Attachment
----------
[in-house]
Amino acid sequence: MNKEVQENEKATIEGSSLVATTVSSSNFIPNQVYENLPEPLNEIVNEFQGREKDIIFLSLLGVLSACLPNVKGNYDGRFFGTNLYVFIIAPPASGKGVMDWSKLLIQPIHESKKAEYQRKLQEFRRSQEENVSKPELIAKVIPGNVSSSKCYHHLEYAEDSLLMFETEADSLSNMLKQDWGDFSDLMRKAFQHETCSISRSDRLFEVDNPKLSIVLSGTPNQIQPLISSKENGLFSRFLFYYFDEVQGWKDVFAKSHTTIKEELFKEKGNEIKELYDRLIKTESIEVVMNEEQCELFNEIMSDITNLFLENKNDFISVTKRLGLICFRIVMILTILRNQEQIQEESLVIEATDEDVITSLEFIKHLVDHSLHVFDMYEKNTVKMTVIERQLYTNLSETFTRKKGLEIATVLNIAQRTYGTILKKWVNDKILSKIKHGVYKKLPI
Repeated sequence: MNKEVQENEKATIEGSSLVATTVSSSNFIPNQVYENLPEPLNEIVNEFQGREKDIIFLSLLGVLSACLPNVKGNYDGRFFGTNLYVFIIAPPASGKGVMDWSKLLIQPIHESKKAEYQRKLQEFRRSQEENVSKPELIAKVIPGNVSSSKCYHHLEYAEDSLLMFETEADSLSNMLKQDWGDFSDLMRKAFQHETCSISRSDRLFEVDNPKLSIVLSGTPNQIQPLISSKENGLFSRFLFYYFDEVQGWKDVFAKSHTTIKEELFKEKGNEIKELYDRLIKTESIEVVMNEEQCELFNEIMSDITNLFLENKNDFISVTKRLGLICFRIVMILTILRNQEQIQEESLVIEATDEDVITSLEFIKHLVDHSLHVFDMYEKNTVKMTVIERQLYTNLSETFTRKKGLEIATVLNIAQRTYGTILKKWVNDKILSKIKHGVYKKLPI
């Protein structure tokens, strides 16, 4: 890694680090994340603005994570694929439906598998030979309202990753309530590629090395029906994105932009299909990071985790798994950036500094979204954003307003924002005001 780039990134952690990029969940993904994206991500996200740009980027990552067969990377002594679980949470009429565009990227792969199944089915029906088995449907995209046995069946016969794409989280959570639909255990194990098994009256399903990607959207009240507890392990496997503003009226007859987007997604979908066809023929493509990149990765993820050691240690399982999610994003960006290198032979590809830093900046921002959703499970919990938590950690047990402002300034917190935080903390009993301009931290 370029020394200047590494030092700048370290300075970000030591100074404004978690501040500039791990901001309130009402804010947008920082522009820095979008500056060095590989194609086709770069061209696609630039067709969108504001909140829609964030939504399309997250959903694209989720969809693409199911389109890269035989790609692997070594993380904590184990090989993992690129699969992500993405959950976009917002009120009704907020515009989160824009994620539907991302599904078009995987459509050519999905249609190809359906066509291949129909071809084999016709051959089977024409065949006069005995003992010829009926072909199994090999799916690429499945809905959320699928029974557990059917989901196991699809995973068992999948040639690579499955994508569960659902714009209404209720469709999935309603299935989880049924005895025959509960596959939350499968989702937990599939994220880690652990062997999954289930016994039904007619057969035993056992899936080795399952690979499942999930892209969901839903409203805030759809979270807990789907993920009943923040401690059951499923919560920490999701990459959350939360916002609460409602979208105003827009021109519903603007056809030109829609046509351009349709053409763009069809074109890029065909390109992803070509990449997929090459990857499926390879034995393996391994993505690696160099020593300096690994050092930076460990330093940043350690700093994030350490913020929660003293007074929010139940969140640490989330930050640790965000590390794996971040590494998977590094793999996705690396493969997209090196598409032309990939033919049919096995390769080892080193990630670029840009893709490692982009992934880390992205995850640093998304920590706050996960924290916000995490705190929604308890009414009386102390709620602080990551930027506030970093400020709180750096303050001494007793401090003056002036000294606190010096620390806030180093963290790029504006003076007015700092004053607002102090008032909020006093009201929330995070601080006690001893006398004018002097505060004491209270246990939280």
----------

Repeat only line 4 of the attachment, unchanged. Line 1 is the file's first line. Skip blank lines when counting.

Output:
């Protein structure tokens, strides 16, 4: 890694680090994340603005994570694929439906598998030979309202990753309530590629090395029906994105932009299909990071985790798994950036500094979204954003307003924002005001 780039990134952690990029969940993904994206991500996200740009980027990552067969990377002594679980949470009429565009990227792969199944089915029906088995449907995209046995069946016969794409989280959570639909255990194990098994009256399903990607959207009240507890392990496997503003009226007859987007997604979908066809023929493509990149990765993820050691240690399982999610994003960006290198032979590809830093900046921002959703499970919990938590950690047990402002300034917190935080903390009993301009931290 370029020394200047590494030092700048370290300075970000030591100074404004978690501040500039791990901001309130009402804010947008920082522009820095979008500056060095590989194609086709770069061209696609630039067709969108504001909140829609964030939504399309997250959903694209989720969809693409199911389109890269035989790609692997070594993380904590184990090989993992690129699969992500993405959950976009917002009120009704907020515009989160824009994620539907991302599904078009995987459509050519999905249609190809359906066509291949129909071809084999016709051959089977024409065949006069005995003992010829009926072909199994090999799916690429499945809905959320699928029974557990059917989901196991699809995973068992999948040639690579499955994508569960659902714009209404209720469709999935309603299935989880049924005895025959509960596959939350499968989702937990599939994220880690652990062997999954289930016994039904007619057969035993056992899936080795399952690979499942999930892209969901839903409203805030759809979270807990789907993920009943923040401690059951499923919560920490999701990459959350939360916002609460409602979208105003827009021109519903603007056809030109829609046509351009349709053409763009069809074109890029065909390109992803070509990449997929090459990857499926390879034995393996391994993505690696160099020593300096690994050092930076460990330093940043350690700093994030350490913020929660003293007074929010139940969140640490989330930050640790965000590390794996971040590494998977590094793999996705690396493969997209090196598409032309990939033919049919096995390769080892080193990630670029840009893709490692982009992934880390992205995850640093998304920590706050996960924290916000995490705190929604308890009414009386102390709620602080990551930027506030970093400020709180750096303050001494007793401090003056002036000294606190010096620390806030180093963290790029504006003076007015700092004053607002102090008032909020006093009201929330995070601080006690001893006398004018002097505060004491209270246990939280």